On Tuesday several local groups (Kent County RICC, Disability Advocates of Kent County & GRACE/West Michigan Call to Renewal) hosted a forum entitled “Tax Policy, Michigan’s Budget & The Future of Michigan’s Economy.” About 50 people were in attendance to hear two speakers and to come up with ideas on ways to cut costs at the state level. The forum comes on the heels of Governor Granholm’s announcement of her proposed budget plan.
Tom Clay with the Citizen’s Research Council addressed the crowd first. The CRC is a non-profit, non-partisan group, which publishes reports on a variety of social indicators in the state, with an emphasis on the economy. Clay gave a Power Point presentation on the current status of Michigan’s economy. He said that Michigan is in its 7th year of spending cuts and that this year’s budget with the budget is smaller than it was 11 years ago. Clay said that Michigan has a structural deficit and that the state will not grow out of the current economic depression. Michigan’s economy is 50th in personal growth income, 50th in unemployment rate, 50th in employment growth, and 50th in Index of economic momentum.
Clay talked a bit about the factors for the budget problems such as the flight of both the auto industry and office furniture manufacturing jobs, the incremental decline of a business tax, and the growing costs of the prison system in the state. The declining business tax seems to be a major contributing factor, since there has been a decline in the percentage of business’ share of state and local taxes, which has dropped from 43% in 1990 to 37.9% in 2005. Even before the elimination of the Single Business Tax, Michigan ranked number 36 in states with high business taxes. If the Governor allows the SBT to go away without a replacement, Michigan would be the lowest state for business tax in the nation.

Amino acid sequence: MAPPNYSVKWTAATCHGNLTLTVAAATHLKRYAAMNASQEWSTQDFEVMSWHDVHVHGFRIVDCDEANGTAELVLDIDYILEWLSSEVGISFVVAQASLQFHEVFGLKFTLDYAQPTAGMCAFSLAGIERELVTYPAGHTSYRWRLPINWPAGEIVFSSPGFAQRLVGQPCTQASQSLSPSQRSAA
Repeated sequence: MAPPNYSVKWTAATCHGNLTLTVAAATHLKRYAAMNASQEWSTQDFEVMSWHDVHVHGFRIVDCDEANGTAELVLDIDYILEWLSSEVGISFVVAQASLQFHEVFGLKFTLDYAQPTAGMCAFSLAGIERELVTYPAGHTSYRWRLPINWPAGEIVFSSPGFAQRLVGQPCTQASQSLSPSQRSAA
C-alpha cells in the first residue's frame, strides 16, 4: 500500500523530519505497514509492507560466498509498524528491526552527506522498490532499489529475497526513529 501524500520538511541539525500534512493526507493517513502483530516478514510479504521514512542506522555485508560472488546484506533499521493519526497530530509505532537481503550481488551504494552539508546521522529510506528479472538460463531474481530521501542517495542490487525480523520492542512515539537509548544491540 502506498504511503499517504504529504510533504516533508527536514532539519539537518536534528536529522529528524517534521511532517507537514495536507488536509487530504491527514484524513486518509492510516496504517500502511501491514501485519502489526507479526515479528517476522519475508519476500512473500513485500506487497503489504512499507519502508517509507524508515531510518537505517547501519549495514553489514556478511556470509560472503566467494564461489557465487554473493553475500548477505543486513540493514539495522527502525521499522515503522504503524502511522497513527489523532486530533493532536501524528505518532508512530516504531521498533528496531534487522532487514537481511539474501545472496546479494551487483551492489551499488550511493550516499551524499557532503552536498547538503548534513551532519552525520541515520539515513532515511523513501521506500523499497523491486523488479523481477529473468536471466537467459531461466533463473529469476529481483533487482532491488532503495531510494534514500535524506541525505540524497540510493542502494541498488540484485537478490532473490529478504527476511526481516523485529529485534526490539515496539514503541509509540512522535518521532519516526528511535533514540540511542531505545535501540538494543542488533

I asked Tom Clay to what degree trade policies have impacted not only job loss but also state revenues. He said, “the CRC has not looked at this issues, but without question NAFTA caused jobs to go to other places and has had a major effect on the Big 3 automakers.”
This writer was not able to stay for the afternoon session, which featured Louis Glazer, Michigan Future, Inc., presented the findings and recommendations of A New Agenda for A New Michigan, an agenda aimed at attracting “smart people with talent” who are the key to our state’s future economic success. This agenda promotes an “investment in higher education, build regions that attractive places for people to live, attract export business investment, align K-12 education with a knowledge-driven economy, and new leadership, particularly at the metropolitan level.” The report offered no critique of how the private sector and corporations have contributed to the state’s economic decline and in many ways, the only information presented that suggested that the business community is in any way responsible for the economic decline was the mention of the SBT. There was also no coverage of this forum by the major local news outlets.